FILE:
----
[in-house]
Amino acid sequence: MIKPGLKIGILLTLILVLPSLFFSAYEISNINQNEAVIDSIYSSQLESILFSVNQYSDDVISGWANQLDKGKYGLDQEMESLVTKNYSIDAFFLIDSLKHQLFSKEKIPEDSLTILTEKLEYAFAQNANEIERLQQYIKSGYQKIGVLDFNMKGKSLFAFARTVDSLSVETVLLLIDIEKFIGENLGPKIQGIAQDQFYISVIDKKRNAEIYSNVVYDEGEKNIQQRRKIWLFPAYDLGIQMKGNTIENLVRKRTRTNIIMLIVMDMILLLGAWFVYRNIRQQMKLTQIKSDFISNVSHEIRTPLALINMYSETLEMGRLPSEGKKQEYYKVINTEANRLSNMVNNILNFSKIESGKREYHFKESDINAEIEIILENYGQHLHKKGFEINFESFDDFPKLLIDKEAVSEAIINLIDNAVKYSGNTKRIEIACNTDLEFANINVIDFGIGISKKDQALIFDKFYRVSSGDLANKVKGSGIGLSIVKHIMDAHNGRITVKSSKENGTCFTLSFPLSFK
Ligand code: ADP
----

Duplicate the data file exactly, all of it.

[in-house]
Amino acid sequence: MIKPGLKIGILLTLILVLPSLFFSAYEISNINQNEAVIDSIYSSQLESILFSVNQYSDDVISGWANQLDKGKYGLDQEMESLVTKNYSIDAFFLIDSLKHQLFSKEKIPEDSLTILTEKLEYAFAQNANEIERLQQYIKSGYQKIGVLDFNMKGKSLFAFARTVDSLSVETVLLLIDIEKFIGENLGPKIQGIAQDQFYISVIDKKRNAEIYSNVVYDEGEKNIQQRRKIWLFPAYDLGIQMKGNTIENLVRKRTRTNIIMLIVMDMILLLGAWFVYRNIRQQMKLTQIKSDFISNVSHEIRTPLALINMYSETLEMGRLPSEGKKQEYYKVINTEANRLSNMVNNILNFSKIESGKREYHFKESDINAEIEIILENYGQHLHKKGFEINFESFDDFPKLLIDKEAVSEAIINLIDNAVKYSGNTKRIEIACNTDLEFANINVIDFGIGISKKDQALIFDKFYRVSSGDLANKVKGSGIGLSIVKHIMDAHNGRITVKSSKENGTCFTLSFPLSFK
Ligand code: ADP